The Story of Daniel Roth
Daniel Roth was born into a family with deep horological roots, with his grandfather and great-grandfather both working as watchmakers in Neuchâtel, Switzerland. Following this path, he completed his technical apprenticeship in Nice, before fulfilling his ambition of moving to the Vallée de Joux, one of the world’s watchmaking epicentres. He joined Audemars Piguet at a young age, at a time where he was the only watchmaker who didn’t come from Le Brassus, the brand’s historic home.
Following seven years at Audemars Piguet, Roth was noticed by the Chaumet brothers, the then owners of Breguet. In the midst of the Quartz Crisis, they wanted to restore the brand to its former glory and were looking for a Master Watchmaker who could help. Inspired by the work of the famous watchmaker, Roth agreed to help resuscitate the manufacture, though only after going back to school to further study Breguet’s archives and techniques. Over fourteen years, he would help rebuild the watchmaker, cementing the style, finishing and complications in wristwatch form.
In 1989, Daniel Roth decided to establish his own manufacture. One of the first truly independent watchmakers working under his own name, he created Breguet-inspired pieces, with a twist. He cemented aesthetic codes which are distinctively his own, from the double-ellipse case to the sharply executed pinstripe guilloché dials used on some of his models. Though his output was limited, it was plentiful in its diversity and inventiveness, from tourbillons to chronographs. Daniel Roth was one of the key brand names of independent watchmaking in the 1990s, alongside Franck Muller, Roger Dubuis and Francois-Paul Journe, among others. In 2000, the company was sold to Bulgari, with the watchmaker no longer being involved from that point onwards.
The Perpetual Calendar
Shortly after starting his eponymous brand, Roth decided to tackle one of the most classic complications in horology, the perpetual calendar. To help him with this project, he approached none other than Philippe Dufour, who had only just begun his journey as an independant watchmaker. Not only was Dufour highly skilled in this sort of work, but he also happened to live just down the road from Roth's workshop.
Together, they sought to develop the world’s first instantaneous perpetual calendar, where all the indications would flick into place, rather than gradually move into position. They used the Lemania 8810 as their ébauche, jointly developing a perpetual calendar module which would sit on top of it. According to Dufour, the process was rather laborious, even with his experience working on complicated movements. As he puts it,
“I remember it being hard work. It took me about six or seven months to finish the movement.”
Roth first announced this project Baselworld in 1991, where he presented a prototype featuring the apertures for the day and date. However, as Roth and Dufour found out during the development process, too much energy was required for the indications to jump into place. As such, they replaced the digital display for the day and date with two sub-dials and sets of hands, in order to decrease the force needed to move all the gears. Evidence suggests that both versions were released at Baselworld in 1993, two years after the project was first announced.
For the reference 2117, Roth reimagined the perpetual calendar dial layout, foregoing the traditional approach usually adopted by others. The sub-dial at 6 o'clock is used to indicate the date on the periphery, with the year on the inside, sinking lower down into the dial. As for the month and day of the week, these are displayed in two smaller sub-dials, with the former at 3 o'clock and the latter at 9 o'clock. The indications are displayed in French. For example, "T" on the day sub-dial stands for "Tuesday".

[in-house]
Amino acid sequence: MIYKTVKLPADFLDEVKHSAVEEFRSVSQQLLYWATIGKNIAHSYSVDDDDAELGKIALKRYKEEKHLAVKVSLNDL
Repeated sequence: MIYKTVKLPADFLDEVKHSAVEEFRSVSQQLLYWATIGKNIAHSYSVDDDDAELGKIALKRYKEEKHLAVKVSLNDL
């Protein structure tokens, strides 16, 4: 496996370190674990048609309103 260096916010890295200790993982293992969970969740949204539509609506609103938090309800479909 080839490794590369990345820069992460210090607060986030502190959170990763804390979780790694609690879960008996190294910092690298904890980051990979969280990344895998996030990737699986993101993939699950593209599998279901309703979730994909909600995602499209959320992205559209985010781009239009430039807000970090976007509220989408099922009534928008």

The dial features a striking skeletonised design, which puts the watchmakers' innovative perpetual calendar module front and center. The time, date and brand signature are displayed thanks to silver, brushed surfaces, which appear to float above the movement. The exposed mechanics display an impressive level of hand-finishing, with vertical brushing, mirror polish and bevelling visible on most of the surfaces. The baseplate features a traditional hand-engraving, in a floral pattern, which elegantly stands out. The lance-shaped hands, another visual inspiration from the Abraham-Louis Breguet, are rendered in blue steel.
The white gold double-ellipse case is unique in its execution. Neither round nor rectangular, it balances the two different shapes, complemented by a stepped bezel and sharp, straight lugs. Pushers at 1, 8 and 11 o'clock are used to set the different perpetual calendar indications. Measuring 38mm x 35mm in diameter, the watch sits comfortably on the wrist and wears larger than its dimensions would otherwise suggest.
This Daniel Roth Perpetual Calendar is powered by a reworked Lemania 8810 ébauche. On top of the automatic movements sits a perpetual calendar module, jointly developed by Roth and Dufour, and assembled within the brand's Vallée du Joux workshop.
The movement is subtly finished, with chamfering on some of the angles, as well as polishing and decoration, in the form of Geneva striping. The rotor is made out of solid gold, and engraved by hand. All the operations on the movement required over 100 hours of work, according to a brochure from the period.
This Daniel Roth Perpetual Calendar 2117 is accompanied by a copy of its Garantie, which confirms sale at Kronometry in Cannes, France. It comes on one of our grey grained leather strap and white gold Daniel Roth tang buckle.
If sold within the United Kingdom, this Perpetual Calendar ref. 2117 will be subject to 20% VAT. Viewings are currently suspended for the time being.